In 2012, commercial real estate was selling for an average of $550 per square foot on Bell Boulevard and as much as $600 for top properties. Last year, the average rose to $615 per square foot, according to Preuss.

The two buildings at 39-32 and 39-34 Bell Blvd. have 5,200 square feet of space, in which there are four residential units and two ground-floor retail spaces.

As a side note, one of the retail tenants, Il Vesuvio Pizzeria, is moving a few doors down to the location of the former Okinawa restaurant and expanding to include a bar, restaurant and pizzeria.

Il Vesuvio is also changing its name to Il Borgo and is expected to open in the coming weeks.

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Developer to break ground on 45-home Whitestone project this summer


| lguerre@queenscourier.com

Renderings courtesy Frank Petruso Architect PC

The new owner of the former Cresthaven Country Club site in Whitestone is hoping to break ground on a massive development project of 45-single family detached homes by the end of the summer.

Most of the homes on the six-acre site will have approximately 2,500 square feet of living space with four bedrooms and four full bathrooms, according to Tim O’Sullivan of Fulcrum Real Estate Advisors, which purchased the site in a foreclosure auction last month for $13.6 million.

Great Neck-based architect Frank Petruso is designing the project. The current plans could change, but the 45 homes in O’Sullivan’s plans would sit on 4,000- to 6,000-square-foot lots, so each could have space for driveways and private yards. And based on the renderings, homes would have garages and basements. They could sell for $1.5 to $2 million each.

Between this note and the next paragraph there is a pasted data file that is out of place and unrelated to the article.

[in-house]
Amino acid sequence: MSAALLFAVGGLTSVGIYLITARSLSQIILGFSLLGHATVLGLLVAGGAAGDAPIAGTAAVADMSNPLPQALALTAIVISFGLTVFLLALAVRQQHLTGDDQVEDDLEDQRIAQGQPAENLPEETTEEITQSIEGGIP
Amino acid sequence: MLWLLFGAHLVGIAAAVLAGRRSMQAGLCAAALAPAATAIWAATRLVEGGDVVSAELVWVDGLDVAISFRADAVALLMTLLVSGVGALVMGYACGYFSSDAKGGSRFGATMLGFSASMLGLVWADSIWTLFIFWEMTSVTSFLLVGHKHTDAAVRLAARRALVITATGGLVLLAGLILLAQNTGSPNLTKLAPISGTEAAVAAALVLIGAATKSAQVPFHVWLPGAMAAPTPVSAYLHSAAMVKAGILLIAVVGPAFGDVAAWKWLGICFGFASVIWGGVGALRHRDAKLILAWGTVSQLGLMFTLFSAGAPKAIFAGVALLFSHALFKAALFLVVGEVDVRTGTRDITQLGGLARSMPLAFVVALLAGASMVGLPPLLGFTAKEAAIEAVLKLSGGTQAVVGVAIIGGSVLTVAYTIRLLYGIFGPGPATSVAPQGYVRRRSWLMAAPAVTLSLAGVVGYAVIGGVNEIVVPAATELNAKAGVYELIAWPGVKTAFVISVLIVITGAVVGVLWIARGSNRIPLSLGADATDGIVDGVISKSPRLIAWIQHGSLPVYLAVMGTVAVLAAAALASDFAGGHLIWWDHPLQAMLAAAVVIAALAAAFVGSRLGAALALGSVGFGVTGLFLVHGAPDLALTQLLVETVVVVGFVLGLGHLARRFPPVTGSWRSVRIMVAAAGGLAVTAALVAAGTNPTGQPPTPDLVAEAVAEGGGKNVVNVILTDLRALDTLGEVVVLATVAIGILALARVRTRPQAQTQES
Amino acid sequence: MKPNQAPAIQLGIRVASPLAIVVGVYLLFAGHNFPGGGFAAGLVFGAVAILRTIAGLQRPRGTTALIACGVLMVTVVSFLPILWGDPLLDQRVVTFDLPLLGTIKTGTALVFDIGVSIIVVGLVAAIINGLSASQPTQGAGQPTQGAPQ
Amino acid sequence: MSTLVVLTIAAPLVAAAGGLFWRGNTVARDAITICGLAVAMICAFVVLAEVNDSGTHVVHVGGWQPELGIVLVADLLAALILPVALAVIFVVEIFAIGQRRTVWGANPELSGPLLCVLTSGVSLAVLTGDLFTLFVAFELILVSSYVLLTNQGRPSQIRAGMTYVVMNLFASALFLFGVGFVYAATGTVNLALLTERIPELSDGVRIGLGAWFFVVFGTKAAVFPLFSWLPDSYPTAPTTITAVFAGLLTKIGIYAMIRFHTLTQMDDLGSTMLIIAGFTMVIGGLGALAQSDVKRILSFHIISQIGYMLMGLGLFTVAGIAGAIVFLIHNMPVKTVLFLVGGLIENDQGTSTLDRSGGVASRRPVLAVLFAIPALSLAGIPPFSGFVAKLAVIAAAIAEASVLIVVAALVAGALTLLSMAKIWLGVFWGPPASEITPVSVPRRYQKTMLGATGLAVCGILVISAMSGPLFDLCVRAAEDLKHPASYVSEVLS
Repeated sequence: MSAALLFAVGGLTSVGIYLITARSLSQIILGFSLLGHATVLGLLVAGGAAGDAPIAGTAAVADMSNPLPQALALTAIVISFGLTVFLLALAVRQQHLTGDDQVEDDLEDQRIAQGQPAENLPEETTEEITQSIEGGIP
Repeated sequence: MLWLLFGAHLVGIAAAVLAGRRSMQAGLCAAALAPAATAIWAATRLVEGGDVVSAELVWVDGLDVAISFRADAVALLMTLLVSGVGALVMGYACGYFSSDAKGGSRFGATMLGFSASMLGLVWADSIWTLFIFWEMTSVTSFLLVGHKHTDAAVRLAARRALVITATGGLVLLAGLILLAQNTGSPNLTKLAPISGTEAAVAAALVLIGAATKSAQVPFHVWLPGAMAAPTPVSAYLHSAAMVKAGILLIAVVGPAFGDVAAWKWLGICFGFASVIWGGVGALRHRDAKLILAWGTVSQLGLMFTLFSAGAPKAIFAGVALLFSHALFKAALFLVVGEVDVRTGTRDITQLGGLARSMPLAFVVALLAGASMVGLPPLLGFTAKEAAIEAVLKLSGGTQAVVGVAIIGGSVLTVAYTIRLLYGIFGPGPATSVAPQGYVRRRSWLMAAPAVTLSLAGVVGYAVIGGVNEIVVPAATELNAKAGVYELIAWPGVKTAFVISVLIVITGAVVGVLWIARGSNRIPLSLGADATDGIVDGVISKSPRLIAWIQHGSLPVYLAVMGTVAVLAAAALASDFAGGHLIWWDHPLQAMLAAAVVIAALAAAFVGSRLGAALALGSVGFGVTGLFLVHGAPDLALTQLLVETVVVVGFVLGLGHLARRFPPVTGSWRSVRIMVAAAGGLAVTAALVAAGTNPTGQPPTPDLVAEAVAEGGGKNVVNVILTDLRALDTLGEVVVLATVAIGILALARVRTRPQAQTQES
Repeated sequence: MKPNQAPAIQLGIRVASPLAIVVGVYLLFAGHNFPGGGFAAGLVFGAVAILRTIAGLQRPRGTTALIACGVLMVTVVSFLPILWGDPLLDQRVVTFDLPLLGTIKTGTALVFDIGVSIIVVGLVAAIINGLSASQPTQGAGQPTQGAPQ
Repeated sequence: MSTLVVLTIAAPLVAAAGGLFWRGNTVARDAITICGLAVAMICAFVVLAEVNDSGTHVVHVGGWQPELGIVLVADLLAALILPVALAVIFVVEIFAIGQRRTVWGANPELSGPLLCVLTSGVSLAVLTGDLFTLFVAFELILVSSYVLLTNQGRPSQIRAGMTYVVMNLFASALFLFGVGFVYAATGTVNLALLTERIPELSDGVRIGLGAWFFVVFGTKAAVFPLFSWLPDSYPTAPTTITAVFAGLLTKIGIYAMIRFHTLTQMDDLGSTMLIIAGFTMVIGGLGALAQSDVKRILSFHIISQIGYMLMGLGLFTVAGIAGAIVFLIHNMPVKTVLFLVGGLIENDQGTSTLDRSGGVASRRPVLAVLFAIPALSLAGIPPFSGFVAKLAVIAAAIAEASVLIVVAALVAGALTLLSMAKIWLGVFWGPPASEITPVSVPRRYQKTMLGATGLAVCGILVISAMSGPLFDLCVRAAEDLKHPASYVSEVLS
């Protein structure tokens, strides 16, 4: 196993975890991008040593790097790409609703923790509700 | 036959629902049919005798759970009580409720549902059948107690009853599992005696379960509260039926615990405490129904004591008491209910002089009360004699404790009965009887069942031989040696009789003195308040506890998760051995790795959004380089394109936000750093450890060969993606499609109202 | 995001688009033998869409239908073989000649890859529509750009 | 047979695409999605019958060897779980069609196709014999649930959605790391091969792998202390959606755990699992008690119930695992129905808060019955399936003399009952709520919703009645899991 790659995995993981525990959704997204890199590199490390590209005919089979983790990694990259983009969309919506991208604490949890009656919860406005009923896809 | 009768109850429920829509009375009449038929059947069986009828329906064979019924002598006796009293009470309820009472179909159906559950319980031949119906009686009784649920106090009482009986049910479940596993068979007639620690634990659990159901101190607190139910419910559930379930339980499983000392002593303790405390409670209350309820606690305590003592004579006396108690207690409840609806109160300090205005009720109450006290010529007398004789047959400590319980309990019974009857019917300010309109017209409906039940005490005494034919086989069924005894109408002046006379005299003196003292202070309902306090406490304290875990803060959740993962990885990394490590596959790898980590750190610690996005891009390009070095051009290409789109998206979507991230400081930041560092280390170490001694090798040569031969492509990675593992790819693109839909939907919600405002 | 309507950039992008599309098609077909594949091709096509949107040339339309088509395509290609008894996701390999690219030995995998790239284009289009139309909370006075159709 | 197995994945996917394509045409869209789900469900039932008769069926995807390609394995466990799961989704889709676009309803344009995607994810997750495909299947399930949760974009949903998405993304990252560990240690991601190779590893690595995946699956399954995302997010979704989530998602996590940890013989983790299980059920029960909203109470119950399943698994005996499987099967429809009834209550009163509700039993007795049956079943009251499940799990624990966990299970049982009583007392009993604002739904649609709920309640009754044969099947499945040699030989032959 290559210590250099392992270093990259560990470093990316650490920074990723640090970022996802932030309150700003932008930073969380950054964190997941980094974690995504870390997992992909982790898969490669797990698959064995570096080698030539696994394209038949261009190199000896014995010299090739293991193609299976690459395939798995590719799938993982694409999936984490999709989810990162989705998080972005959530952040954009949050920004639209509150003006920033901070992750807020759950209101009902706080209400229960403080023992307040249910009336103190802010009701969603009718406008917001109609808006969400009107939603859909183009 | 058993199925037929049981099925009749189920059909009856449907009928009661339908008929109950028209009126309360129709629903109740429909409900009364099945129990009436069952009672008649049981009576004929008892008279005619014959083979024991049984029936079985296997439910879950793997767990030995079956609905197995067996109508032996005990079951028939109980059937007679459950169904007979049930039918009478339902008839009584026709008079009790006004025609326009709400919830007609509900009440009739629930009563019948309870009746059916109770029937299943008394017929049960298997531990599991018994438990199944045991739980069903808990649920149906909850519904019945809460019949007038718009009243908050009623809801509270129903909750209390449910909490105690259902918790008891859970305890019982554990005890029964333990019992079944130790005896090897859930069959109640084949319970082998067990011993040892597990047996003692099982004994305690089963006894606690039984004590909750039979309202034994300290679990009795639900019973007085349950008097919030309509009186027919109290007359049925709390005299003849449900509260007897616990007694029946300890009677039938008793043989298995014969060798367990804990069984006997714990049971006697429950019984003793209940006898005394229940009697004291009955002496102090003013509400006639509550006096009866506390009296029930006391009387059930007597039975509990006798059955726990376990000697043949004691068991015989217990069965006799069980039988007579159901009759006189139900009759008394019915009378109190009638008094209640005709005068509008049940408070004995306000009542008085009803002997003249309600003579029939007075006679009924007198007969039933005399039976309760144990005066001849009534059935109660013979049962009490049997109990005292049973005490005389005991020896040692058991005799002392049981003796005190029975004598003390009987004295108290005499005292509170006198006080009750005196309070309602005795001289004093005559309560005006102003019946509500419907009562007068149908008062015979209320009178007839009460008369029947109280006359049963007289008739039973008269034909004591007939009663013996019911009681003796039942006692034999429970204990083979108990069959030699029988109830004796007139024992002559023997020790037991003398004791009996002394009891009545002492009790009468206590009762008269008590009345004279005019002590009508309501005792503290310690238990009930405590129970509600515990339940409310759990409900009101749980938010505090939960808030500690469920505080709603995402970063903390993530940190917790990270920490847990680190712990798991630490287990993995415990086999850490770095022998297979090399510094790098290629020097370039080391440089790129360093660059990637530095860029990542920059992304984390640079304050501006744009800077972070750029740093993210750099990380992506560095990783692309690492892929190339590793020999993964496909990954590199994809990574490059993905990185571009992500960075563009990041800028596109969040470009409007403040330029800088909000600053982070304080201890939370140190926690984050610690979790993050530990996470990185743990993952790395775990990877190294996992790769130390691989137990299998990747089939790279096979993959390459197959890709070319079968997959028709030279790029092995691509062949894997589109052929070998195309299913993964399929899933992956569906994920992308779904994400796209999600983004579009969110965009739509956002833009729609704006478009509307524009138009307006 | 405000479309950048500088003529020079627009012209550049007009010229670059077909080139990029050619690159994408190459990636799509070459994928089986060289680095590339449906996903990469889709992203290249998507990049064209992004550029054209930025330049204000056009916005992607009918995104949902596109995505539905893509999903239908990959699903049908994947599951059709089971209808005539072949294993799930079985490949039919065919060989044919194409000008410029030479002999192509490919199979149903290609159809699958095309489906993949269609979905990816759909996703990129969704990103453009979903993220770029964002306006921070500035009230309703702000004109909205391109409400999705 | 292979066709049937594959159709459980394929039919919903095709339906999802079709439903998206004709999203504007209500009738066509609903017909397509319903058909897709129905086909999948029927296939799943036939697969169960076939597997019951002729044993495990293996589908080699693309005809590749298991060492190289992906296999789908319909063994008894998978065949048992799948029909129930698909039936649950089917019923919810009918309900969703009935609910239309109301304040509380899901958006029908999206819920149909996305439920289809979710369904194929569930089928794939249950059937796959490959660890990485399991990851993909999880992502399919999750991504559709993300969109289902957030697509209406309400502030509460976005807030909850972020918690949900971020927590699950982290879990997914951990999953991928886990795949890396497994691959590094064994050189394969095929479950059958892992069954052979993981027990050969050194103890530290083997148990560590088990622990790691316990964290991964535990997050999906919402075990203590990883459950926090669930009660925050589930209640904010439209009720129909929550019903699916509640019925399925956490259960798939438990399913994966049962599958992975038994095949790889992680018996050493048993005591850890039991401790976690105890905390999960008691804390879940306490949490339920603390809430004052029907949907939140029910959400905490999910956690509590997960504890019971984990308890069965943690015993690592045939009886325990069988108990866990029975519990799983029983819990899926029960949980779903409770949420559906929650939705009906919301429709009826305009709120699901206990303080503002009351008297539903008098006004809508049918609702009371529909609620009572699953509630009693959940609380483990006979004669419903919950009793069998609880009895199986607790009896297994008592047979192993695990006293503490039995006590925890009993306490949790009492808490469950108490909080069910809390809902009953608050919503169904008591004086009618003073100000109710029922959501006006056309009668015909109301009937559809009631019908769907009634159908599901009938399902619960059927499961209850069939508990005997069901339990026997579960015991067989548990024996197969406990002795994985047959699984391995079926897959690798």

Although original plans were for 50 homes, they were shrunk to 45 so each home will have more space.

However, as smart investors do all the time, O’Sullivan is testing the real estate market to see the possible value for the site and has listed it with brokerage Cushman & Wakefield. He is taking offers for the site, but said a potential buyer would have to offer a price that “hit it out of the park” to get him to sell the site.

“Very few people get a chance to make their mark with 45 properties in an area,” said O’Sullivan, who grew up in Whitestone. “Our intention is we are in the ground in the summer. That’s the reason we bought the property.”

He added, “After we got it on auction, I had people coming to me offering me ‘X’ dollars. What we decided to do is put it out there and test the market. But we are continuing with our development plans.”

Stephen Preuss of Cushman & Wakefield, who is handling marketing for the site, said he doubts any potential buyer of the site would try to divert from the plan.

“For them to be in the ground in the next few months, they would have to follow those plans,” Preuss said. “I don’t think any developer would change those plans. It’s been well received by the community.”

Cresthaven Development Site

Cresthaven site

While residents and politicos in the area have approved O’Sullivan’s plan, they are starting to warm up to another developer’s plan for the nearby 18-acre Waterpointe site.

After negotiations with Councilman Paul Vallone, Edgestone Group, which owns the much larger site, turned away from a plan with 107 townhouses to one with 52 community-supported, single-family residences with a waterfront park, promenade, marina and other amenities.

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Flushing real estate seeking new heights


| stephen.preuss@cushwake.com

Photo courtesy of PropertyShark/Scott Bintner

Stephen Preuss is a vice president at Cushman & Wakefield who focuses on the Queens market. 

Last year showed us record-breaking pricing of development sites in the Flushing area. This year has taken those numbers upwards and has even left real estate professionals scratching their heads.